On Being Asian

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Julie-Chen-admits-to-plastic-surgery-to-fix-Asian-eyesI was speaking to a wonderful friend last week when the conversation veered toward the topic of ethnicity. He shared with me how weird it is that people will often come up to him and engage in conversation by poking fun at his Asian heritage. These friends were not Asians who are “bagging on” his ethnicity… these are his “white” friends. I suppose the upside is that they think they are close enough to my friend that they can poke fun AT him. The downside is that it has a horrible after effect.

Last week it came out in the news that Julie Chen, a very talented and visible Asian-American told a story of how, under a certain kind of pressure from her boss in the newsroom, had a medical procedure done to widen her eyes. You know… make them look bigger. She was a reporter in Dayton, Ohio, and well, Dayton is not known to be a bastion of Asian Americans. So the applied pressure was, as I am paraphrasing the conversation, “Julie, don’t you want to be relevant to your viewers (hint… hint… who are not Asian)? Your eyes make you look disinterested (read “slanty eyes”) and you will always be marginalized if you aren’t relatable to them.”

What is it about Asian people that she would actually cave to this demand? Would you give in, if the majority of your clients were African-American and your employer came to you and said something incredibly ignorant like, “You need to change a facial feature because people can’t relate to the way you look.” But Julie Chen caved. Why? Because Asians have this drilled into them by their culture and their parents… “You must succeed!”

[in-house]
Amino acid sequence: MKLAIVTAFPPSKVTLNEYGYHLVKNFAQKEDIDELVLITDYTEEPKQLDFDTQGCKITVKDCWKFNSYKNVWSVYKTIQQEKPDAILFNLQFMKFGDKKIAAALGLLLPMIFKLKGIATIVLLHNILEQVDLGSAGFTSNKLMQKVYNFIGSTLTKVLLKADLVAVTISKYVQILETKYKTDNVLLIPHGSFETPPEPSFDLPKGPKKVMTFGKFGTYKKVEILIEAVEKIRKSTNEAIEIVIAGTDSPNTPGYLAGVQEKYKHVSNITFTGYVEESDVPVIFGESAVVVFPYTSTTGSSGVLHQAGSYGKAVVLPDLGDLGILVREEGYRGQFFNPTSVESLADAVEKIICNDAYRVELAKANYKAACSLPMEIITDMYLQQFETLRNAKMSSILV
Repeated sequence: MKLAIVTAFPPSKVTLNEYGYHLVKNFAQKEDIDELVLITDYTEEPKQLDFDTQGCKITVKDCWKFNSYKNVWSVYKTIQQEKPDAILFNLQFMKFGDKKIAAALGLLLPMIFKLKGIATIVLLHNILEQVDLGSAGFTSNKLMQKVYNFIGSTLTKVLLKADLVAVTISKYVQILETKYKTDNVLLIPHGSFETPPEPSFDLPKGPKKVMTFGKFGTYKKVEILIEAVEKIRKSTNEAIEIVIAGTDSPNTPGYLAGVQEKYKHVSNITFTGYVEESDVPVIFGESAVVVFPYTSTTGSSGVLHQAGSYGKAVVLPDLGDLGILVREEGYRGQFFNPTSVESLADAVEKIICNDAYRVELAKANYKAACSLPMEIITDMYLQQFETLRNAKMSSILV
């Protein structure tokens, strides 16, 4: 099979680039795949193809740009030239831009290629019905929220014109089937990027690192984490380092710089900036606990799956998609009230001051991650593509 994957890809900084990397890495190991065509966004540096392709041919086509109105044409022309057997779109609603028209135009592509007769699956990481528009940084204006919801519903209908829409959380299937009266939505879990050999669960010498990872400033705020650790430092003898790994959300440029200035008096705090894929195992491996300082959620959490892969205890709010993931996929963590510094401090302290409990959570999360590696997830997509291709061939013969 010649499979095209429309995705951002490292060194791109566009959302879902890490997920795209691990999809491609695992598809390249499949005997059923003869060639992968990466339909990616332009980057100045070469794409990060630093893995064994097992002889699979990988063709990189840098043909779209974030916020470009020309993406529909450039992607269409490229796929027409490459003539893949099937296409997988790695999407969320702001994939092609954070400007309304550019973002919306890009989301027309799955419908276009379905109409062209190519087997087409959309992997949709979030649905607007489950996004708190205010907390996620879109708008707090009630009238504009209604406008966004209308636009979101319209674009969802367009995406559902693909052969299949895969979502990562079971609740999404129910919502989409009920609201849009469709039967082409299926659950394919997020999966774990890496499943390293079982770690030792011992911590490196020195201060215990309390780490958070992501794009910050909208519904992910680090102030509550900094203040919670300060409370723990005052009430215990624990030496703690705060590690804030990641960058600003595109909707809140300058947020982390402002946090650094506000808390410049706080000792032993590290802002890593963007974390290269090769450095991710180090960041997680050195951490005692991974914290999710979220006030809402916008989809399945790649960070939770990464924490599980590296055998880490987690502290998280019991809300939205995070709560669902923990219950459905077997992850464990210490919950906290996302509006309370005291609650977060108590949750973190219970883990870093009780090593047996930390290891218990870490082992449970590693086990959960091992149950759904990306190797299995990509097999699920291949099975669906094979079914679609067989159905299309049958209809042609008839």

I remember what it was like for me as a high schooler. When I realized that the “white” guys were getting all the cute girls.. So when I looked in the mirror I would intentionally make my eyes bigger thinking that if I “looked” like them I would be successful. Strange. Sociologists who study Asian-Americans and the problems they face in melding into the “mainstream” call this a kind of self-loathing. You want to succeed so bad that you will do what you need to do in order to get in the mainstream, get the job, be accepted. But the self-loathing comes in because it sometimes includes compromising who you are or laughing at yourself in a hideous way. For many Asians, it is a lonely experience trying to fit in while yet at the same time denying who they are.

In my own life experience, I have found that the only thing that brings security on my part and sensitivity on the parts of others is good news, the gospel. I don’t view the gospel as something I slap on a problem and say, “Now everything is better.” No, the gospel is understandable yet so nuanced and complex that it continues to get worked out in life. This good news, the gospel, confronts my neurotic desire to fit in and succeed. I will never succeed and fit in like I want to and will always find myself chasing approval. The gospel emphatically says that I am completely approved of because of the actions of the One on the cross. But the gospel also confronts others who think that insensitive joking or simply being a prejudiced fool, by announcing that the cross has bridged the chasms between Jew and Gentile, ethnicity, gender, and socio-economic status are rendered null and void (Gal. 3:28). There is one thing that draws us together in unity and that is Christ.

I hope that this will lead to a deepening of my own roots in the gospel while also helping people understand that they don’t need to be hyper-sensitive around me. But leading with ethnic jokes and bowing (unless you understand the Japanese formality of bowing) is not just uncool, it’s actually an affront to the gospel that we claim unifies us.

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